Office Politics Sucks. Most Would Probably Agree With This Statement.

Well…sort of. What we really mean is we hate the negative politics: the gossiping, the character assassination, the backstabbing, the subterfuge, the whispered words at the water cooler.

Yet we all engage in positive political behaviour, and successful business leaders are very adept at it.

Politics is the art of creating a coalition to achieve some outcome.

Political behaviour tends to be regarded as a negative aspect in business, but this is not entirely true. Everybody engages in politics. We are constantly checking our views against those of others and soliciting other peoples’ views. This is an integral part of making sure our behaviour fits in with the group and that the group is not going to threaten us in some way. It’s built into our DNA from 10,000 years ago; we like to belong to a tribe and we like the tribe to like us.

We employ (positive) political coalition building in order to get things done. 

Coalition building in the democratic, modern workplace is more important than ever – whether your structured along agile lines, as a self-organizing holacracy or a more traditional alignment.

Political behaviour becomes dark when it is either deliberately, premeditatedly manipulative or coercive, or is done to disrupt either the harmony or process of the tribe/team. Negative politics can be a powerful force in an organization. Negative politics arises when people individually or as a group feel threatened and often manifests itself in attempts to sabotage decisions that have already been taken.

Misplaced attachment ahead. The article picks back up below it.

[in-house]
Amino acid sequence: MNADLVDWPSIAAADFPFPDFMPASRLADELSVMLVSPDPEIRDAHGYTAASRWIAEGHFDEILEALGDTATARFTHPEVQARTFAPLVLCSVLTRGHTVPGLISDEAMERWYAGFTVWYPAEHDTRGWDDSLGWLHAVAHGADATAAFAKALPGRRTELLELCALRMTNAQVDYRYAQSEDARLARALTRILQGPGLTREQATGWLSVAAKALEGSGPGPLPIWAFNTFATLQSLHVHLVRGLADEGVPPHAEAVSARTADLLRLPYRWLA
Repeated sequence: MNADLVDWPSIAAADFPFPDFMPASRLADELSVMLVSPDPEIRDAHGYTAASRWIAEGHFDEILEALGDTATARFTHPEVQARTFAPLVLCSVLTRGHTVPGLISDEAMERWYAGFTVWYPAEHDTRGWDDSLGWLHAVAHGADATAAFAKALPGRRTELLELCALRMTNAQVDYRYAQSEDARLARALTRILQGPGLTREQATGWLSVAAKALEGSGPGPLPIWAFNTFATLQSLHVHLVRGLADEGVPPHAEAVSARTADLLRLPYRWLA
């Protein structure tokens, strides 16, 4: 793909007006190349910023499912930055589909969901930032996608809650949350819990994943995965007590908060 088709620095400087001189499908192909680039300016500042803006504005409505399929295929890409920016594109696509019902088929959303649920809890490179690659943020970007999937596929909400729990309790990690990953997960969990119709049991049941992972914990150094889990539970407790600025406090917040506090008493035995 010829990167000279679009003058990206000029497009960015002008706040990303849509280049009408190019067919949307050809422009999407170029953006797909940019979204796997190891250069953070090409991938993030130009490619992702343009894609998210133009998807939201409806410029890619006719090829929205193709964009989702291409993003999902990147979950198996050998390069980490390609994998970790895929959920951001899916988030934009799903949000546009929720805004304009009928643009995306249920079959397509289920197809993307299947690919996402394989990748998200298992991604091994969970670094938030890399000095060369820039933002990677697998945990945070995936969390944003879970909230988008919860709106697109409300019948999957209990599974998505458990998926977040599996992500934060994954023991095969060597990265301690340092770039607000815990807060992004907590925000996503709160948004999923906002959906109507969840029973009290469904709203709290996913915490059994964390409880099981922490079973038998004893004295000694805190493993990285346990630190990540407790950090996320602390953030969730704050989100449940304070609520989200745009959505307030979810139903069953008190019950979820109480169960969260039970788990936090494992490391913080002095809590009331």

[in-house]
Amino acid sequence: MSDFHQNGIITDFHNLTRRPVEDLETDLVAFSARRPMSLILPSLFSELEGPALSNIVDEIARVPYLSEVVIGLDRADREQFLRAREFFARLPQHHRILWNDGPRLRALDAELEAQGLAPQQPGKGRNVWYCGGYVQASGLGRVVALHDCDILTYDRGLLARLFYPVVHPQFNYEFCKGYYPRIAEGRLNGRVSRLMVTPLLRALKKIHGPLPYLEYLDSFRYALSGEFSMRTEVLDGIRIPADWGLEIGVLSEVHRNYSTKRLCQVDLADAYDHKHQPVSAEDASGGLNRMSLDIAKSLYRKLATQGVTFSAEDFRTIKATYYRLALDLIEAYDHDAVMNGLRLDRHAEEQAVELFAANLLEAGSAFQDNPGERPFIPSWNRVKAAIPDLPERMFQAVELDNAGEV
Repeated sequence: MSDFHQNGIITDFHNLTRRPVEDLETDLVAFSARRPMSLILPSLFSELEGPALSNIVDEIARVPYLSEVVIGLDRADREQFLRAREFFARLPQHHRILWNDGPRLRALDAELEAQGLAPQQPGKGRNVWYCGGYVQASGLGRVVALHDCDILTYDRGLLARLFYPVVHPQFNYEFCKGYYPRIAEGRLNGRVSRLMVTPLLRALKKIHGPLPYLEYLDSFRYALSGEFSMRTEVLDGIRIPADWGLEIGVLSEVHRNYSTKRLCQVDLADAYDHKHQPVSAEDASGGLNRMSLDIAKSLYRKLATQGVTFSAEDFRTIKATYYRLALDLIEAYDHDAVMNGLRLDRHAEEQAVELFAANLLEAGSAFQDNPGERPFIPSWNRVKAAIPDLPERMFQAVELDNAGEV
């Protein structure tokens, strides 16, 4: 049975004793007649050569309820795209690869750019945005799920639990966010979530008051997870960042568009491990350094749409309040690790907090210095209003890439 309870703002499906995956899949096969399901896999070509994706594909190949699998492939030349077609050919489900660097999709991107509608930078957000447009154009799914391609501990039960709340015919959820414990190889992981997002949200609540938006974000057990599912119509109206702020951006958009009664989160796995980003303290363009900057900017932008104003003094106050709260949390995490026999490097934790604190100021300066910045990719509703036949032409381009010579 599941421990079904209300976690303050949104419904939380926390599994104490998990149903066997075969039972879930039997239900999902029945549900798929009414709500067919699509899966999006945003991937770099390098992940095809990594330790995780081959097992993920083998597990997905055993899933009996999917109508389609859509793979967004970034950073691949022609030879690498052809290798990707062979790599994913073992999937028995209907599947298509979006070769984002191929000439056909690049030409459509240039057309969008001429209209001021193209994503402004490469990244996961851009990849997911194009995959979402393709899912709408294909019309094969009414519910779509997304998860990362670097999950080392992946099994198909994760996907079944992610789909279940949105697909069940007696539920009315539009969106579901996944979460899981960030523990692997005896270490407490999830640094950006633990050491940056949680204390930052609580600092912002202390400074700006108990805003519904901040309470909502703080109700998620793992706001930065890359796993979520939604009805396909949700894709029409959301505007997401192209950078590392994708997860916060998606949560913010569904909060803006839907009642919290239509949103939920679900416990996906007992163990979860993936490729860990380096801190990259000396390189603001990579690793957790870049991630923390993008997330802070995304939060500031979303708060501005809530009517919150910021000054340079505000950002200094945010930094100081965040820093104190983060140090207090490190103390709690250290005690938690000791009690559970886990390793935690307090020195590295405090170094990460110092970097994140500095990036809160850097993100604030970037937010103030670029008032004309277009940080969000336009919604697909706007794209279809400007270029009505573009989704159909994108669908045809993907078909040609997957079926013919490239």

Playing politics is not the same as a genuine concern discussed openly and honestly. Negative politics is corrosive, subversive, seditious and really bad for business.

Negative politics is often driven by fear. Fear of loss of security or status; fear of failure; fear of being rejected by the tribe. But also through stress, lack of understanding, feeling undervalued. Perhaps the most distasteful is the drive to achieve some personal gain at the expense of others.

So it’s important to try to empathise with people who display negative political behaviour – what is their drive and can their concerns be alleviated? Maybe they’re right? There is, of course, always a point where people are either on board or they need to talk to HR about a change of tribe.

Chris Martlew’s new book, Changing the Mind of the Organization – Building Agile Teams, is available for pre-order at,, and other good bookstores.